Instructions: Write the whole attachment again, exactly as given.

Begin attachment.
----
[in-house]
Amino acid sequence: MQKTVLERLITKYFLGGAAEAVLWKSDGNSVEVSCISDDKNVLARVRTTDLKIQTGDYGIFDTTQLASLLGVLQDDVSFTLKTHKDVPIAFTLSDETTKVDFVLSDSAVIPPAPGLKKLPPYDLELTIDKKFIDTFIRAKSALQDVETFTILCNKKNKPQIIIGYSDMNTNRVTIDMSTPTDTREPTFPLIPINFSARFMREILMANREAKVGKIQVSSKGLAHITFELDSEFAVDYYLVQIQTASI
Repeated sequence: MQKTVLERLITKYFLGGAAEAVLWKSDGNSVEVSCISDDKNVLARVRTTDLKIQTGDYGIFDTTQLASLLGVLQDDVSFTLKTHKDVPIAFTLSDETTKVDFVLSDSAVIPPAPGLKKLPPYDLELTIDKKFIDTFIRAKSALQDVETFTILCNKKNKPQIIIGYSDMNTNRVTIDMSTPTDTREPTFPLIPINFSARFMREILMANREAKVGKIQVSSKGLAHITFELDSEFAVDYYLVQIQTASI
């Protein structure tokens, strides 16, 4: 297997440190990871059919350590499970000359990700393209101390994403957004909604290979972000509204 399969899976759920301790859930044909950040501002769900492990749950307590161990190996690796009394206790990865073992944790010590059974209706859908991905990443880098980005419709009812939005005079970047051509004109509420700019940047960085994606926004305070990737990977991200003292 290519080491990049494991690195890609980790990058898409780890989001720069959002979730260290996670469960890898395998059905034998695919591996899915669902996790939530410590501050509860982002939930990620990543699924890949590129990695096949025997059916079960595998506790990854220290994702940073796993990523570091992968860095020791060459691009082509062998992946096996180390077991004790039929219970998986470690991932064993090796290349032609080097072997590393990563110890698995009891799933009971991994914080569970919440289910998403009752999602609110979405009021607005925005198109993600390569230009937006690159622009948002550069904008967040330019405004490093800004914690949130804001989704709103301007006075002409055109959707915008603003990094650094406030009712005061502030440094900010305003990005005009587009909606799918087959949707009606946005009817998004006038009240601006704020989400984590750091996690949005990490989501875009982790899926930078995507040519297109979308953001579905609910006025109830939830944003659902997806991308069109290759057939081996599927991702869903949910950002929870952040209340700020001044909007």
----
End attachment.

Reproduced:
[in-house]
Amino acid sequence: MQKTVLERLITKYFLGGAAEAVLWKSDGNSVEVSCISDDKNVLARVRTTDLKIQTGDYGIFDTTQLASLLGVLQDDVSFTLKTHKDVPIAFTLSDETTKVDFVLSDSAVIPPAPGLKKLPPYDLELTIDKKFIDTFIRAKSALQDVETFTILCNKKNKPQIIIGYSDMNTNRVTIDMSTPTDTREPTFPLIPINFSARFMREILMANREAKVGKIQVSSKGLAHITFELDSEFAVDYYLVQIQTASI
Repeated sequence: MQKTVLERLITKYFLGGAAEAVLWKSDGNSVEVSCISDDKNVLARVRTTDLKIQTGDYGIFDTTQLASLLGVLQDDVSFTLKTHKDVPIAFTLSDETTKVDFVLSDSAVIPPAPGLKKLPPYDLELTIDKKFIDTFIRAKSALQDVETFTILCNKKNKPQIIIGYSDMNTNRVTIDMSTPTDTREPTFPLIPINFSARFMREILMANREAKVGKIQVSSKGLAHITFELDSEFAVDYYLVQIQTASI
């Protein structure tokens, strides 16, 4: 297997440190990871059919350590499970000359990700393209101390994403957004909604290979972000509204 399969899976759920301790859930044909950040501002769900492990749950307590161990190996690796009394206790990865073992944790010590059974209706859908991905990443880098980005419709009812939005005079970047051509004109509420700019940047960085994606926004305070990737990977991200003292 290519080491990049494991690195890609980790990058898409780890989001720069959002979730260290996670469960890898395998059905034998695919591996899915669902996790939530410590501050509860982002939930990620990543699924890949590129990695096949025997059916079960595998506790990854220290994702940073796993990523570091992968860095020791060459691009082509062998992946096996180390077991004790039929219970998986470690991932064993090796290349032609080097072997590393990563110890698995009891799933009971991994914080569970919440289910998403009752999602609110979405009021607005925005198109993600390569230009937006690159622009948002550069904008967040330019405004490093800004914690949130804001989704709103301007006075002409055109959707915008603003990094650094406030009712005061502030440094900010305003990005005009587009909606799918087959949707009606946005009817998004006038009240601006704020989400984590750091996690949005990490989501875009982790899926930078995507040519297109979308953001579905609910006025109830939830944003659902997806991308069109290759057939081996599927991702869903949910950002929870952040209340700020001044909007």